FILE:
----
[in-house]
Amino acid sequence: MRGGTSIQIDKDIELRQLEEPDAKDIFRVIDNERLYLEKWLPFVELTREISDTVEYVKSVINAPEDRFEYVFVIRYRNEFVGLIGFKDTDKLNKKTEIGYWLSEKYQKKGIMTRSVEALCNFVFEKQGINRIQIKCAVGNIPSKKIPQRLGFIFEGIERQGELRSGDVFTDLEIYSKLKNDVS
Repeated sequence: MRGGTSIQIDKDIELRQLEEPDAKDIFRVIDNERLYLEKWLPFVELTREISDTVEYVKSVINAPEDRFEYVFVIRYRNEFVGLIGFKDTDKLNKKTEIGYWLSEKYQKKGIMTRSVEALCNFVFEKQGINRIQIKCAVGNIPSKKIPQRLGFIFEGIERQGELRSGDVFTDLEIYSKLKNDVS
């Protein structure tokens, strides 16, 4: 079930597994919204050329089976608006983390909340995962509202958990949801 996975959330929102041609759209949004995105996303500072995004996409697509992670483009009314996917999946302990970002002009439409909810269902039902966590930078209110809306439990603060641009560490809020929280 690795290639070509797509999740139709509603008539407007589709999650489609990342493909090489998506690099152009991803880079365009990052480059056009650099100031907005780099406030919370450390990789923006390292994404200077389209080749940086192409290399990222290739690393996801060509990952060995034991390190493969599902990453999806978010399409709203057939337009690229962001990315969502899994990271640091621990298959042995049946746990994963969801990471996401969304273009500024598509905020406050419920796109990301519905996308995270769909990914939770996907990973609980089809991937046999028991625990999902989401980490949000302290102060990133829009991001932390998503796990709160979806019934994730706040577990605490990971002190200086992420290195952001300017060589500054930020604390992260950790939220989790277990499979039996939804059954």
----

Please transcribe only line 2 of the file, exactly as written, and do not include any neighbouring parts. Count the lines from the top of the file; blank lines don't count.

Amino acid sequence: MRGGTSIQIDKDIELRQLEEPDAKDIFRVIDNERLYLEKWLPFVELTREISDTVEYVKSVINAPEDRFEYVFVIRYRNEFVGLIGFKDTDKLNKKTEIGYWLSEKYQKKGIMTRSVEALCNFVFEKQGINRIQIKCAVGNIPSKKIPQRLGFIFEGIERQGELRSGDVFTDLEIYSKLKNDVS